6. Read more. Every great leader is a reader. I don’t think this is a coincidence. While women tend to read more than men, if you are a man who wants to accomplish something, you need to keep growing. Don’t be content with what you know, push for more knowledge, more skills, hone the skills you have. If you don’t know what to read, start here and here.
  7. Make some close friends and invest in those relationships. Men are not good at friendships with other men. If you ask most men who their close friends are, you will get blank stares. The older I get the more important close friends are. I’m an introvert so I don’t have a ton of relationships, instead, I prefer to have a few close friendships with people I connect with regularly. Make this a priority. I have talked with a number of men who are in their 40’s, 50’s and 60’s who have no close friends and it is tragic.
  8. Find a mentorMen need mentors. They need someone who is further in life when it comes to their career, leadership, being a father and husband, managing money, their relationship with God. Look at your life and see the areas you want to grow in and find someone who is further along in that area. I have multiple mentors in different areas. I simply ask them, “I want to get better at _____, you are better at that than I am, can you help me grow in that area?”
  9. It’s not too late to accomplish goals. If you have a goal, go for it. I have had a goal to write a book and I’m almost there. Too many men seem to have a lot of goals and hopes and never do anything. This leads men to have midlife crisis, feel aimless, have regrets as they look back on their lives. Decide today what is going to matter most in your life, how do glorify God the most and do that. Put your energy towards that.
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How to Set Goals and Accomplish Them

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This post originally appeared on The Blog of Manly.

Since we’re now at the end of January and the luster of New Years Resolutions has begun to wear off, I felt like its time to share some ideas on how to set goals and keep them.

Resolutions are just that, goals. They are hopes for the future. In December we look at our lives, the things we don’t like about them and set a goal to change that specific area of our lives.

No one makes a resolution to get into more debt or add 30 pounds (at least not that I have met).

Here are ___ ways to set goals, keep them and accomplish them.

  1. Be realistic. If your goal is to lose weight, losing 20 pounds in 2 weeks isn’t likely or realistic. Possible if you just stop eating but that sounds miserable. The excitement of what could be is easy to get caught up in, but the reality that you will all of a sudden get up at 5am 4 days a week when you have been struggling to get up by 7am isn’t realistic.
  2. Set goals you want to keep. I have had friends set a goal and they are miserable. Now, sometimes our goals will have some pain. When I lost 130 pounds, it wasn’t fun to change my eating habits, but the short term pain was worth it. The same goes for debt. It will require some pain to get out of debt. You have to walk a fine line here. If it is too painful, you will not want to keep it. This is why our goals are often more of a process than a quick fix.
  3. Make them measurable. Don’t make a goal: to lose weight, get out of debt or read my bible more. Those aren’t measurable. How much weight? How much debt? How much more will you read your bible? Make them measurable so you can see how you are doing.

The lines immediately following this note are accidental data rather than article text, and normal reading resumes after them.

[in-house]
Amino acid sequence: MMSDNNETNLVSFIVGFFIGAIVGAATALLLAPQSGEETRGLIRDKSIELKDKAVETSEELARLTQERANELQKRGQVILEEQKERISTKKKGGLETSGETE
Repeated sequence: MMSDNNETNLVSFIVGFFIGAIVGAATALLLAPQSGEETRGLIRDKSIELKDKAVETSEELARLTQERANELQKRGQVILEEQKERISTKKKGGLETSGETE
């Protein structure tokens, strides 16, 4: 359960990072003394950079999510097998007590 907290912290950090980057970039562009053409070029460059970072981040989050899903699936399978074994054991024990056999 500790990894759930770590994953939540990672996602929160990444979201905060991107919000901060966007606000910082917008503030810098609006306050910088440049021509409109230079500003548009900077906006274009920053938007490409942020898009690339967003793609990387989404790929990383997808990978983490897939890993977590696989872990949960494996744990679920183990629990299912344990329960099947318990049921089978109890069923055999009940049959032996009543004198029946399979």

4. Have a plan. Once you have your goal, you need a plan. If its weight loss, what will you do? If its debt, how will you get there? What are the steps? If its bible reading, what plan are you using? No goal is reached without a plan.
  5. Get some accountability. Equally important is accountability. One of the things I did when I weighed 285 pounds and started mountain biking was I bought some bike shorts that were too small and embarrassing to wear. This gave me accountability to keep riding. Your accountability might be a spouse or a friend, but it needs to be someone that can actually push you. Maybe you need to go public with your goal and invite people to help you stay on track.
  6. Remove barriers to your goals. Your goals have barriers, that’s why you have to set goals in the first place. It might be waking up, food, credit cards, working too late or wasting time on Facebook. Whatever it is that is going to keep you from accomplishing it, remove it. Get rid of the ice cream, credit cards, move your alarm clock so you have to get out of bed. Whatever it is, do it. Life is too short to be miserable and not accomplish your goals.
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The Next 100 Days

I think the next 100 days for our family will be pretty pivotal. Recently, Katie and I both read through Mark Batterson’s book The Circle Maker and really felt like we needed to be more intentional with our prayer lives, pray bigger, bolder, more specific prayers and think more through the lens of legacy.

To that end, I want to ask for your prayers over the next 100 days.

Starting this week Katie and I are reading through the Bible in 90 days, which boils down to 12 pages a day. At the end of that, we are going to do a 10 day daniel fast with the intention of clearly defining our goals at the end of that.

One of the things that Batterson talks about in his book is creating life goals. We will be making goals in 5 categories: family, influential, experiential, physical and travel. The goal of discipleship undergirds all the categories and has to be a component of the goals we come up with.

We want to think through the legacy we will leave to our grandchildren and think through how we live the rest of our days with intentionality. If we’re lucky, we are a third of the way through our lives and want to make the most of each remaining for the kingdom.

We’d appreciate your prayers as we embark on this journey. We are excited, a little scared to see what God calls us to, but excited to let him use our lives as he sees fit.